NEW YORK TIMES BESTSELLER - A revealing memoir and empowering manifesto - As featured in Ronan Farrow's CATCH AND KILL and Jodi Kantor and Megan Twohey's SHE SAID
"BRAVE works beautifully as a manifesto. It’s a call to arms—not just against the specific men who mistreated McGowan and the men and women who enabled that mistreatment, but against an industry."—The Boston Globe
Rose McGowan was born in one cult and came of age in another, more visible cult: Hollywood.
In a strange world where she was continually on display, stardom soon became a personal nightmare of constant exposure and sexualization. Rose escaped into the world of her mind, something she had done as a child, and into high-profile relationships. Every detail of her personal life became public, and the realities of an inherently sexist industry emerged with every script, role, public appearance, and magazine cover. The Hollywood machine packaged her as a sexualized bombshell, hijacking her image and identity and marketing them for profit.
Hollywood expected Rose to be silent and cooperative and to stay the path. Instead, she rebelled and asserted her true identity and voice. She reemerged unscripted, courageous, victorious, angry, smart, fierce, unapologetic, controversial, and real as f*ck.
BRAVE is her raw, honest, and poignant memoir/manifesto—a no-holds-barred, pull-no-punches account of the rise of a millennial icon, fearless activist, and unstoppable force for change who is determined to expose the truth about the entertainment industry, dismantle the concept of fame, shine a light on a multibillion-dollar business built on systemic misogyny, and empower people everywhere to wake up and be BRAVE.
"My life, as you will read, has taken me from one cult to another. BRAVE is the story of how I fought my way out of these cults and reclaimed my life. I want to help you do the same." -Rose McGowan
Actress and director McGowan's disturbing and captivating memoir is a scathing indictment of Hollywood, which she calls a "cult," as well as a riveting account of survival. McGowan was born in Italy to American parents involved in a religious group called the Children of God and was physically abused by members of the group as a child. Her father eventually fled to the U.S. with McGowan, her siblings, and his second wife. McGowan, however, says that she continued to suffer from mistreatment and neglect; for a time in her teens she was hungry and homeless, living on the streets in Oregon. After a chance encounter with a friend with Hollywood connections, McGowan made her way to Los Angeles, where she won parts in such films as Scream and later landed a role in the hit TV series Charmed. Readers will find her graphic description of being sexually assaulted by a notorious but unnamed studio head to be repellant and raw. McGowan's struggle to endure in her career (she writes that she was blacklisted after the assault) leads to her fearless unveiling of the injustices and "systemic misogyny" that she claims are rampant in Hollywood. A chapter titled "Cult of Thought" is a call to action, promoting a new order in which women (and men) are valued for their creative differences. Frank and bold, this memoir is a resounding wakeup call to the entertainment industry and to society as a whole.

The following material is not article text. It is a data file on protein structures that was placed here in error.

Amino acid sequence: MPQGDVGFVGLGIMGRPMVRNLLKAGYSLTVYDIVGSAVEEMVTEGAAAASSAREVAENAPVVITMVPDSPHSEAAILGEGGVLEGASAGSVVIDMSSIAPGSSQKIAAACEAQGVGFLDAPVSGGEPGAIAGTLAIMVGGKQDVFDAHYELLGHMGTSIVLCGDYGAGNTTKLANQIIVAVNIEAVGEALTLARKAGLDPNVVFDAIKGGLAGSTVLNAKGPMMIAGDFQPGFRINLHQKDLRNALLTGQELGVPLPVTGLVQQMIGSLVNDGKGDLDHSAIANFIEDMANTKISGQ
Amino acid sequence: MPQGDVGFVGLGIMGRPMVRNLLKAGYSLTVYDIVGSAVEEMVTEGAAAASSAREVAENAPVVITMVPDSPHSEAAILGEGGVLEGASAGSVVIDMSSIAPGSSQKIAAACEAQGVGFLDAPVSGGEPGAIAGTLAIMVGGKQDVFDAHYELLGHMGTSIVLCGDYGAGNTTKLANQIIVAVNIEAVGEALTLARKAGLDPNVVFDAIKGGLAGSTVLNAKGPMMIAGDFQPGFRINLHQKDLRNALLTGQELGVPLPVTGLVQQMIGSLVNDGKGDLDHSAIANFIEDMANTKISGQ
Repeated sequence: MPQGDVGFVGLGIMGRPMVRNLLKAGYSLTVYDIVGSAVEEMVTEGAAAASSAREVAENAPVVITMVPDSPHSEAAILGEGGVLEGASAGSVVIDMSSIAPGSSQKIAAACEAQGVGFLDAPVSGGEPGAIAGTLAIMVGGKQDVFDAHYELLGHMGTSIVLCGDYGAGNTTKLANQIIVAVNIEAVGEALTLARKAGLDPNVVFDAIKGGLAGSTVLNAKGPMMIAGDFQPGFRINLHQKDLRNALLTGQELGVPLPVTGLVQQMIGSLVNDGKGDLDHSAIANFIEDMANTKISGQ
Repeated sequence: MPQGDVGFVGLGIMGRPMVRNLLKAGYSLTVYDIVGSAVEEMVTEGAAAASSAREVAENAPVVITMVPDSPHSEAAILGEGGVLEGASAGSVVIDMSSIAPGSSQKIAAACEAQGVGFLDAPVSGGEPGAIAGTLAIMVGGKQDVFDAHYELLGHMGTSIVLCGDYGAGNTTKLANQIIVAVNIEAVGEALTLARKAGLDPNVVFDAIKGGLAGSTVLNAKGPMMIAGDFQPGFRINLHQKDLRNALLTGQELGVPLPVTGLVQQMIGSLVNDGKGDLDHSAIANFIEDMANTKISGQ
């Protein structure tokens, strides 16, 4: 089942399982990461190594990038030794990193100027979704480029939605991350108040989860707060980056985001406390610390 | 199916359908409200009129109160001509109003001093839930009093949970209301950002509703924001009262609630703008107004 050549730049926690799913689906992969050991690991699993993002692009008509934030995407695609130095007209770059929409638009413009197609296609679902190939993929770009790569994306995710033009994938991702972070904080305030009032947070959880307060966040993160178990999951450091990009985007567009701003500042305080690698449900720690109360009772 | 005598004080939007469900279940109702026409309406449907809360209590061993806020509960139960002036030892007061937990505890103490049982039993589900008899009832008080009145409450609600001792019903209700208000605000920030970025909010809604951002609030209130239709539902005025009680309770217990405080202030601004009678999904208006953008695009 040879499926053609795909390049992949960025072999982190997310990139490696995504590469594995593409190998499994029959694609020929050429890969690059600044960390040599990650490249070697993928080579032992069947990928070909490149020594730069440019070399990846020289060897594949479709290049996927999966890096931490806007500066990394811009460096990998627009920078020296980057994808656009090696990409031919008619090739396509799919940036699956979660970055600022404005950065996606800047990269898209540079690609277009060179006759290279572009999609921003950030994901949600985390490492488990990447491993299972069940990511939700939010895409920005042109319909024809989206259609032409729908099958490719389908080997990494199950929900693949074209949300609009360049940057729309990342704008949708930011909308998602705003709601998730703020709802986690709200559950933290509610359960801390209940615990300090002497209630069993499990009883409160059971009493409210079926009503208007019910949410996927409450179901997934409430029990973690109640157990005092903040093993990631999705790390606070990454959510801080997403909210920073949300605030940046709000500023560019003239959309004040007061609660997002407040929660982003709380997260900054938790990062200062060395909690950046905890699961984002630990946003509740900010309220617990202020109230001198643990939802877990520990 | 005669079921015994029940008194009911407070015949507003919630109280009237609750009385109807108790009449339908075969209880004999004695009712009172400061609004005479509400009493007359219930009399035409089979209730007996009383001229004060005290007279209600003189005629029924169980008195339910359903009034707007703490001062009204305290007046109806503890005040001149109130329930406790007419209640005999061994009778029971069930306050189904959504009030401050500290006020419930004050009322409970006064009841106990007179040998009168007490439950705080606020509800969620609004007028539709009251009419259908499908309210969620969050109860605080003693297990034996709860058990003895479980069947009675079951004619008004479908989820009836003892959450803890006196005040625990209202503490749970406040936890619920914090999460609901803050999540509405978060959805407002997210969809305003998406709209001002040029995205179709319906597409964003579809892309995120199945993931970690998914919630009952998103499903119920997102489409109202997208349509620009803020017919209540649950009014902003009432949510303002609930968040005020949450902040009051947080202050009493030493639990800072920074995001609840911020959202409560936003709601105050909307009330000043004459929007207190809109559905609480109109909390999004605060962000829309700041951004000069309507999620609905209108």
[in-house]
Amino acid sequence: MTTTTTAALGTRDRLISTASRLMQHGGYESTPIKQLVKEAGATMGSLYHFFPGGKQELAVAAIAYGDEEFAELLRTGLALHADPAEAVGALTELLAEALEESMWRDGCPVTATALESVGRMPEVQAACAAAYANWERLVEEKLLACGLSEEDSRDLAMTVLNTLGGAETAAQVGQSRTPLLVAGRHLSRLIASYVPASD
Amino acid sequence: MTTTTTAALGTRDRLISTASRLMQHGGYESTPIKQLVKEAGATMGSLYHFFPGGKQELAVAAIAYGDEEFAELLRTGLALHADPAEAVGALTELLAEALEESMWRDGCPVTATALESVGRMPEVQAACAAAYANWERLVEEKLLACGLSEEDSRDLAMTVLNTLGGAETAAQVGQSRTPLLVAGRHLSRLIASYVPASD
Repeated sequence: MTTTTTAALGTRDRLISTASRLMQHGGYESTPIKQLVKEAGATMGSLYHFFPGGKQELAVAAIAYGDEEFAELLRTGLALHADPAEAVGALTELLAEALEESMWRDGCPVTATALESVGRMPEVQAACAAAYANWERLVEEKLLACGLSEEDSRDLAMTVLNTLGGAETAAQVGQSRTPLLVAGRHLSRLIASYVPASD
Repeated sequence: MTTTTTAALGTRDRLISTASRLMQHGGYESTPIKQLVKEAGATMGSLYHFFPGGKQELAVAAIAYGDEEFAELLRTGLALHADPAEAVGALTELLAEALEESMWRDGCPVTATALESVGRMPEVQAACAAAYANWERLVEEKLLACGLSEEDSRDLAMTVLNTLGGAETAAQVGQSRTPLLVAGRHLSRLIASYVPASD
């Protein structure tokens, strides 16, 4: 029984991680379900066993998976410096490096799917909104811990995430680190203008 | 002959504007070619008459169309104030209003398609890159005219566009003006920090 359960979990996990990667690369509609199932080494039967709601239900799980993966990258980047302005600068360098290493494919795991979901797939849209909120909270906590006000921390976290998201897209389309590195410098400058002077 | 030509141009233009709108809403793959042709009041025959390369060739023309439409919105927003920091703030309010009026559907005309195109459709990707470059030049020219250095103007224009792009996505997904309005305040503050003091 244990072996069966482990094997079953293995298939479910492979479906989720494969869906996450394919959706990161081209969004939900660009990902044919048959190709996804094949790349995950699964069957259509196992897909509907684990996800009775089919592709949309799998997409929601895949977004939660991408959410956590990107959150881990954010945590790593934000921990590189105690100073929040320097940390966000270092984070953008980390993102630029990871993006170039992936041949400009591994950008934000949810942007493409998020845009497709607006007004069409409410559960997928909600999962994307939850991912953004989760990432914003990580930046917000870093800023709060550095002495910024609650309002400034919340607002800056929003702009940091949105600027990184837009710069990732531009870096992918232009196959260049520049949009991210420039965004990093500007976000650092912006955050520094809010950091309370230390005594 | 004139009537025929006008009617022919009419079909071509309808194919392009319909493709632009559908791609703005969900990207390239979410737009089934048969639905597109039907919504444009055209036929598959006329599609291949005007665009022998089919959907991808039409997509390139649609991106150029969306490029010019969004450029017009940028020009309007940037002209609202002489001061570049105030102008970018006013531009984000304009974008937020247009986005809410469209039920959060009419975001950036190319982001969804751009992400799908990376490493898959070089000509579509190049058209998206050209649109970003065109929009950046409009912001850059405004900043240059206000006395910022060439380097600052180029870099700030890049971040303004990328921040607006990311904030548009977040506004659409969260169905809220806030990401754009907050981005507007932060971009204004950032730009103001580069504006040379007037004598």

Speaking out about the sexist less glamorous side of the men running Hollywood. A heart wrenching story of abuse and rising up to her own creativity within.